A is for Acquisition – How did your user get to your site? “It’s all about getting people in the door, and knowing how that happened.” The routes people take to get to you varies and the Acquisition section tells you the origin of your visitor, whether it was search engines, social networks or website referrals. 

This gives you the data you need to see where you should be attaching your marketing efforts. 

B is for Behaviour – For those who land on your site, you need to know exactly what they’ve been up to. Tracking how visitors navigate your website and intermingle with your content gives you the chance to enhance your website’s content, layout and overall performance.

C is for Conversion – Conversions are the most magical aspect of data, and take place when a visitor engages in a desired action that you care about, which usually results in them converting from a “newcomer” to “customer.” In tracking the trail that got them to convert, you can enhance that particular are to increase your conversion rates. 

By understanding the Google Analytics language, you will be able to get a strong sense of where you need to be focusing your attention the most. Jeff warns that you shouldn’t become micro-focused on the analytics side though, instead use it as a light in the dark. 

“This gives you an idea of what’s happening in between. That’s everything.” 

Enhance Your Google Analytics Experience

Without a doubt, right out of the box, Google Analytics is really well developed. You can literally download and use the presets without having to do much else. 

However, if you want to get the most out of your data capturing experience, there are three adjustments you can do to make it more effective.

  • When setting up your Google Analytics account you need to inform them that you are an eCommerce store (online shop). “You have to configure your goals or your eCommerce to work,” says Jeff.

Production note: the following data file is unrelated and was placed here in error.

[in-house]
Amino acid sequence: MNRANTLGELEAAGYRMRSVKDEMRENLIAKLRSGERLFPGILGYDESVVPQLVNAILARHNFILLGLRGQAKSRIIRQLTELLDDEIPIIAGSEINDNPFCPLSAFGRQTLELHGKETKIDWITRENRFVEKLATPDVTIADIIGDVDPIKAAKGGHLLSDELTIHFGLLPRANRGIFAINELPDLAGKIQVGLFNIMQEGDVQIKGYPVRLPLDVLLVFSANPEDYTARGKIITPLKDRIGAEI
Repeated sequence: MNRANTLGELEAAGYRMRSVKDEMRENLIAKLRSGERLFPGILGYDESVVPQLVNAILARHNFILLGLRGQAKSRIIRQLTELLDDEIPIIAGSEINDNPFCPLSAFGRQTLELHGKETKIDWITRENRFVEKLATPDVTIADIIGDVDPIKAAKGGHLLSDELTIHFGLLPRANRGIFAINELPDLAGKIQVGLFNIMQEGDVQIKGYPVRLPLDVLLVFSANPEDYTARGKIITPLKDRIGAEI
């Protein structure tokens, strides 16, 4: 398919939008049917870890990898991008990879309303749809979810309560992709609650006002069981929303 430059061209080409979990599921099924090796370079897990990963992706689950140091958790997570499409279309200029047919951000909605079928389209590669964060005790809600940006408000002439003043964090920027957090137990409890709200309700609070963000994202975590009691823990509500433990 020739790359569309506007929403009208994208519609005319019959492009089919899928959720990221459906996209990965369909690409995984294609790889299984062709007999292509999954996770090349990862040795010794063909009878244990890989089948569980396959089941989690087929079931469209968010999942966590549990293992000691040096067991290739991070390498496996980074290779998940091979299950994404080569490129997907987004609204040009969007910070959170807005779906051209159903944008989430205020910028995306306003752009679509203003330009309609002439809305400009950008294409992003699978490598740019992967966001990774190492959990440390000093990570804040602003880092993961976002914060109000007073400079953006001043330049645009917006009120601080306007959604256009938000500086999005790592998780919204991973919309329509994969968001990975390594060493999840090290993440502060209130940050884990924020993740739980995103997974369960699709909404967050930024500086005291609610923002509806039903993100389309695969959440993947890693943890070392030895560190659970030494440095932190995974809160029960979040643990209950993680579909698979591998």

• Next, when you either send or encourage traffic to your website Jeff suggests that you ensure you have Campaign and UTM codes in place.  These are essentially simple codes that you can attach to a custom URL so you can track either a source, medium, and campaign name while monitoring traffic throughout your site.
  • Lastly, Event Tracking is probably one of the most useful features in Google Analytics. This allows you to monitor just about any action that doesn’t encourage a new page to load, like loading a video or downloading a PDF. This collation of data is invaluable if you want to keep improving your site. 

By putting those three extra things in place, your Acquisition, Behaviour and Conversion reports will be much more meaningful for you. “The sooner you do it, the sooner you’re going to get insights into what’s happening on your site,” says Jeff. 

As you can see analysing data is hugely beneficial, and easy to implement, but we’ve only just scratched the surface. 

To hear more about data and how it can drive your online business towards success, listen to the full episode of the Anomalous Educator with guest Jeff Sauer, here.